Pottery was also an extremely developed form of art in the prehistoric settlement, based on the numerous and high-quality vessels that were excavated in the area. These came in all sizes, shapes, and colors, for both domestic and aesthetic use.

Since pottery used to serve a multitude of purposes, it can inform us a great deal about the society of Akrotiri. Many vessels were found that were used for storage, transportation, cooking, and eating, as well as in other diverse activities, such as bathtubs, oil lamps, flowerpots, and more.

Concerning furniture, many negatives of the disintegrated wooden objects were produced, since the volcanic ash which engulfed the city penetrated into every room of the buildings’ in large quantities. Using these negatives as molds, a particular liquid plaster can be poured in order to produce casts of parts, or even entire pieces of furniture, such as beds, tables, and chairs.


The Prehistoric Buried City of Akrotiri – Discovered in 1860

Nicknamed Greece’s Pompeii, Akrotiri is the ruined city of Santorini. The main thing that Pompeii and Akrotiri have in common is that they were buried by volcanic eruptions which resulted in them both being perfectly preserved thereafter.

However, there are also some major differences between the two. As reported in On The Luce, Pompeii (an archaeological site in Southern Italy) was destroyed by a gigantic eruption from Mount Vesuvius in 79 AD and was completely covered over in volcanic debris.

The settlement was all but obliterated in the middle of the second millennium BC, when the volcano it sat upon, Thera, erupted

Akrotiri is much older than Pompeii and was destroyed by the Theran eruption in 1628 BC. The eruption completely destroyed the Minoan settlement (the Minoan civilization was a Bronze Age civilization on the Island of Crete and its surrounding Islands) and covered it in volcanic ash.

It has been described as the most destructive natural disaster to have ever been recorded.

It has been said that the people of Akrotiri were extremely advanced for their time. The buildings that people lived in were often up to three stories high.

Santorini, Greece – April, 2018: Ancient ruins at Akrotiri archaeological site in the Santorini Island which is believed to have inspired the story told about Atlantis by Plato

They also had toilets, baths, hot and cold running water, and an underfloor heating system. It was a highly evolved and incredibly cultured settlement. Akrotiri wasn’t always rich but it became a wealthy city over time due to being on a trade route that ran between Europe and Western Asia.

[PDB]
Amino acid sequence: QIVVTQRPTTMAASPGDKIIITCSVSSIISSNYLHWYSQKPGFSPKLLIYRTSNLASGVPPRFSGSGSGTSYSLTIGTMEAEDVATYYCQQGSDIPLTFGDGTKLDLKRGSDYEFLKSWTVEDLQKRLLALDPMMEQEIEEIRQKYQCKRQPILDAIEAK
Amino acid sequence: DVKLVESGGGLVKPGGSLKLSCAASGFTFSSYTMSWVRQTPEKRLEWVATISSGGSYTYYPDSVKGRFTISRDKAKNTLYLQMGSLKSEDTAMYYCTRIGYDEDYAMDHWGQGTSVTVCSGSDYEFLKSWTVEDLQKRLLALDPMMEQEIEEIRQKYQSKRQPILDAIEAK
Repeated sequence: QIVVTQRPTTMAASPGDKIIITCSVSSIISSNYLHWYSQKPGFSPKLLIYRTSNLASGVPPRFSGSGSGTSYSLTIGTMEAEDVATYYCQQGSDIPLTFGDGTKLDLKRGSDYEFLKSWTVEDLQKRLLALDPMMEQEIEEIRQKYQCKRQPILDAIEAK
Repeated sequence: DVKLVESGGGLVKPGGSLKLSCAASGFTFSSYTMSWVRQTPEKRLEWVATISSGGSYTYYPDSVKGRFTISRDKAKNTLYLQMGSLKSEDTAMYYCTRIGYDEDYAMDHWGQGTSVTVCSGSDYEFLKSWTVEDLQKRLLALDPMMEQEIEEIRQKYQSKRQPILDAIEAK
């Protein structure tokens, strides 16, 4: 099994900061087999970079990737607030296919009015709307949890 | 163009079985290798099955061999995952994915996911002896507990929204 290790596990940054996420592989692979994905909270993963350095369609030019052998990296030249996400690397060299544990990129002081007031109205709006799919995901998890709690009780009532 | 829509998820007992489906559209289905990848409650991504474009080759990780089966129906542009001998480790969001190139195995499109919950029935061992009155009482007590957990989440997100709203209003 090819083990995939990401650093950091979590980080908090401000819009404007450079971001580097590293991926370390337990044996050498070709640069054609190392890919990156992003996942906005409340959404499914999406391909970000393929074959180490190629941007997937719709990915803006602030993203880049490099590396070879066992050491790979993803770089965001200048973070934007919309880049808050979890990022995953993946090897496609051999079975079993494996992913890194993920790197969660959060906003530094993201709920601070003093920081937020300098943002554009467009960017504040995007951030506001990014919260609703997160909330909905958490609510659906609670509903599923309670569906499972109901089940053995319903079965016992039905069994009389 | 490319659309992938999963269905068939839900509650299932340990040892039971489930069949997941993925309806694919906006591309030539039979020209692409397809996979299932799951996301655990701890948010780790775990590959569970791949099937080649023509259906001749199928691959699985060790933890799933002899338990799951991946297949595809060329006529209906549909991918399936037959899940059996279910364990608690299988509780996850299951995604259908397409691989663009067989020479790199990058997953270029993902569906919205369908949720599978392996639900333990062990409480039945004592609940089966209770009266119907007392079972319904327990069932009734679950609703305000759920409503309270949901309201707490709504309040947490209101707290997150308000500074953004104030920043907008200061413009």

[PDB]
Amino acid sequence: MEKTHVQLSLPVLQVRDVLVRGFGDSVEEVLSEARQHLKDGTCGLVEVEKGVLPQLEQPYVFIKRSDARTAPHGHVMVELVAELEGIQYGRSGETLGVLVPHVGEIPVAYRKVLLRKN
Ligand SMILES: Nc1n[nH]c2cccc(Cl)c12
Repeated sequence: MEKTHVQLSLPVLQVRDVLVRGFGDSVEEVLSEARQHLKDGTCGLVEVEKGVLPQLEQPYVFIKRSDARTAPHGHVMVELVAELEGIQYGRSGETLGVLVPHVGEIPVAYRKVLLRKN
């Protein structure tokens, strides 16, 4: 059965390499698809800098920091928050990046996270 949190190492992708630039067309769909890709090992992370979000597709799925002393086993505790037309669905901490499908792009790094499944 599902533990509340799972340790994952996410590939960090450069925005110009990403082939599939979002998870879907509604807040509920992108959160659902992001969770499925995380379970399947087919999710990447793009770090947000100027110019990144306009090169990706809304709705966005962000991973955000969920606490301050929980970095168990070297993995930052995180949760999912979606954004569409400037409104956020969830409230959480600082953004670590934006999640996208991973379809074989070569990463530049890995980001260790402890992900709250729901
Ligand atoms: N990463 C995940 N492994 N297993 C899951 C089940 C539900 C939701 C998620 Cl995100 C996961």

The people of Akrotiri were mainly known for their farming and fishing. The city had no palaces as there was no royalty, they were a democratic society governed by a parliament.

The Minoan civilization existed on Crete and its surrounding Greek islands, and flourished from approximately 3600 BC to 1400 BC

It is interesting that the Minoans were so advanced during the Bronze Age, painting beautiful frescoes, crafting pottery and making wine. Especially since the people of Britain at that same time were living in huts.

Scholars and historians have speculated that Akrotiri was Plato’s inspiration for the city of Atlantis. This is because Plato wrote about an Island that he described as ‘a great and wonderful empire’ which was suddenly destroyed by earthquakes and floods.

Ruins of the ancient buildings and decorated pottery from the Minoan Bronze Age at the archaeological site in Akrotiri, Greece.

It has been said that Akrotiri could potentially have been named Atlantis originally. This is because the city was only named ‘Akrotiri’ in recent years after a neighbouring village of the same name.

The Theran eruption was so enormous it managed to create a caldera that was four miles wide. The ash cloud that resulted was over 20 miles high and the explosion encouraged a 100-metre tsunami.

The entire area was covered in hot lava, ash, and debris. It is reported that no one went back to the island for centuries after the disaster.

This resulted in Akrotiri being forgotten about until the 1860’s when workers who were digging came across some buried artefacts. However, archaeological excavations didn’t take place until much later in 1967.

Unlike Pompeii, no human remains have been found at Akrotiri, and only one gold object was found on the site

These excavations uncovered over 40 buildings from the ancient city of Akrotiri and there are still many more to be discovered. It is said that so far only a third of Akrotiri has been uncovered and it could take another 100 years to uncover the rest.